Factors affecting the nocturnal decrease in blood pressure: A community-based study in Ohasama

Yutaka Imai, Akimitsu Nishiyama, Takayoshi Ohkubo, Ichiro Tsuji, Kenichi Nagai, Noriko Kikuchi, Hiroshi Satoh, Shigeru Hisamichi

Research output: Contribution to journalArticle

22 Citations (Scopus)

Abstract

Objective. To investigate factors affecting the nocturnal decrease in blood pressure. Design. A cross-sectional study of 823 community-based untreated subjects aged > 20 years. Screening and ambulatory blood pressures were measured and the effects of age and the ambulatory blood pressure on the nocturnal decrease were examined. Results. The magnitude of the decrease and the percentage decrease in the nocturnal blood pressure increased with increasing daytime ambulatory blood pressure and decreased with increasing night-time ambulatory blood pressure. Although the magnitude of the nocturnal decrease in blood pressure increased with increasing daytime blood pressure, the nocturnal blood pressure levels in hypertensives were still higher than those in normotensive subjects. The magnitude decreased with increasing age for men but not for women, whereas the percentage decrease decreased with increasing age both for men and for women. The SD of the 24 h blood pressure correlated strongly to the magnitude of the nocturnal decrease (systolic blood pressure r = 0.62, P < 0.0001; diastolic blood pressure r = 0.52, P < 0.0001), suggesting that the SD of the 24 h blood pressure is representative of the nocturnal decrease. A minimal nocturnal decrease was observed frequently in elderly normotensive men but infrequently in hypertensive individuals from the general population. A marked nocturnal decrease was observed frequently in hypertensive women aged > 70 years. Conclusion. Although the magnitude of the nocturnal decrease in blood pressure increased with increasing daytime blood pressure, the nocturnal blood pressure levels increased with increasing daytime ambulatory blood pressure. Therefore, the blood pressure in hypertensive subjects should essentially be lowered throughout the 24 h period. A marked nocturnal decrease in blood pressure in some elderly hypertensive women was observed without treatment. The nocturnal blood pressure levels of such subjects should be considered during treatment.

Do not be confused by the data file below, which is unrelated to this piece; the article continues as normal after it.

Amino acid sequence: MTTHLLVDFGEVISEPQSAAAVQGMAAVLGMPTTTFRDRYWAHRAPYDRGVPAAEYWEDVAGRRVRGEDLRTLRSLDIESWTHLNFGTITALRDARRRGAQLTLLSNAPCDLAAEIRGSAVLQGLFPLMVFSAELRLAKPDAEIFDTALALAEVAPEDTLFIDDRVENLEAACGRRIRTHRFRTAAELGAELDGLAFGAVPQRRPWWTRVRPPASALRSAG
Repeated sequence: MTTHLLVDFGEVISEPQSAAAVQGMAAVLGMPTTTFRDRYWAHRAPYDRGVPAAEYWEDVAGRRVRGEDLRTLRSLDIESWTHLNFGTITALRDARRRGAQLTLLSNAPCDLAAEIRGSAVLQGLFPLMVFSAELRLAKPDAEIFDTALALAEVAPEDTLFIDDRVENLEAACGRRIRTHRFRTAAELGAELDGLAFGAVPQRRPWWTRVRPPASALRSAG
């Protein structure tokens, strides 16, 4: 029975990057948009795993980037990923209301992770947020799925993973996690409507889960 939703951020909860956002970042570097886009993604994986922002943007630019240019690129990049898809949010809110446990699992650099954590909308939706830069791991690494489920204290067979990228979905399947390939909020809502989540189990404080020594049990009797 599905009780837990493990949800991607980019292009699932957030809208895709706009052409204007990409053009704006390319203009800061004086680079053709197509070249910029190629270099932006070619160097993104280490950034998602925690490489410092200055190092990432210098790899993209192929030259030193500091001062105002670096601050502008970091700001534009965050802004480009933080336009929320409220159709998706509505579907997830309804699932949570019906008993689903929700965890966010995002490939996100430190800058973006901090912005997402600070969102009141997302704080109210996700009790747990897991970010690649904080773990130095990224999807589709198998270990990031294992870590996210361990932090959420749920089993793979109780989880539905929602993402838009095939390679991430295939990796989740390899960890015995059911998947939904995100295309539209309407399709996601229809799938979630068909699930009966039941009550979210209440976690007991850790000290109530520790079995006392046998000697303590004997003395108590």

Original languageEnglish
Pages (from-to)827-838
Number of pages12
JournalJournal of hypertension
Volume15
Issue number8
DOIs
Publication statusPublished - 1997 Jan 1

Keywords

  • Age
  • Ambulatory monitoring
  • Blood pressure
  • Magnitude
  • Nocturnal decrease
  • Percentage decrease
  • Sex

ASJC Scopus subject areas

  • Internal Medicine
  • Physiology
  • Cardiology and Cardiovascular Medicine

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